Booksellers Join Challenge to Michigan Censorship Law

New law requires booksellers to prevent any possibility that minors examine “harmful” works
A coalition of booksellers, publishers and magazine distributors has filed a federal lawsuit challenging the constitutionality of a new Michigan law that makes it a crime to allow a minor to examine a book that is “harmful to minors.” “This law would drastically alter the character of bookstores,” Chris Finan, president of the American Booksellers Foundation for Free Expression (ABFFE), said. “Today, bookstores are open, welcoming places that invite their customers to browse and explore the wide range of works that are available to them. This law threatens the freedom to browse freely.”

It is already illegal to sell “harmful” material to minors in Michigan and most other states. But the new Michigan law goes beyond the law of any other state by requiring booksellers to prevent any possibility that a minor can examine “harmful” works, including novels and works of non-fiction that do not contain pictures.  Violations are punishable by up to two years in jail and a fine of up to $10,000. The measure was signed into law by Governor Jennifer Granholm on November 5 and went into effect on January 1. Plaintiffs yesterday filed a motion in federal district court seeking a preliminary injunction to block enforcement of the law.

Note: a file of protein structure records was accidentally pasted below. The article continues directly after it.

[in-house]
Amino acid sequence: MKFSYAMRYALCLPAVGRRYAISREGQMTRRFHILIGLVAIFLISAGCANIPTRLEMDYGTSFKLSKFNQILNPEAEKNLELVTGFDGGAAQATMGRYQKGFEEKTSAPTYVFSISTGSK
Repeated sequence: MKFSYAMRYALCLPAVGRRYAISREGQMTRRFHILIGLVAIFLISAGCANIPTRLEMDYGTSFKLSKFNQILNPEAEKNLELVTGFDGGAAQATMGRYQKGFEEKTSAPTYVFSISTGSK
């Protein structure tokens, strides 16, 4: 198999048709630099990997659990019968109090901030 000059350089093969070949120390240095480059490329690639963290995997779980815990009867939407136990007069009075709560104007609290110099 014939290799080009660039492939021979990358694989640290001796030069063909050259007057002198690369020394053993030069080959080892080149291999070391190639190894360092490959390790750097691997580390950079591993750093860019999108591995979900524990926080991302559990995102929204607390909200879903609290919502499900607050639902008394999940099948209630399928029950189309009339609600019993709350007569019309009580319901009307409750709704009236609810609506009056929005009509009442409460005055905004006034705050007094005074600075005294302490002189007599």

Finan said the new law is unconstitutional because it would make it difficult for adults and older minors to obtain books, magazines and music that they have a First Amendment right to purchase. “If booksellers can be sent to jail for two years because a kid picks up the wrong book, they will have no choice but to protect themselves by rigidly restricting what their customers can see,” he said. Booksellers will either have to segregate “harmful” material in an “adults only” section or to wrap it in plastic. In addition, they will be forced to impose these restrictions on books and other materials that are “harmful” to the youngest minors, including romance novels, works relating to sexual education and health, photography and art books, and classic literary texts.

In addition to ABFFE, the bookseller’s voice in the fight against censorship, the plaintiffs are the Great Lakes Booksellers Association, six bookstores, the Association of American Publishers, the Comic Book Legal Defense Fund, the Freedom to Read Foundation, and the International Periodical Distributors Association.

The plaintiffs are represented by Herschel P. Fink of Honigman Miller Schwartz & Cohn LLP, in Detroit, and Michael A. Bamberger of Sonnenschein Nath and Rosenthal in New York.


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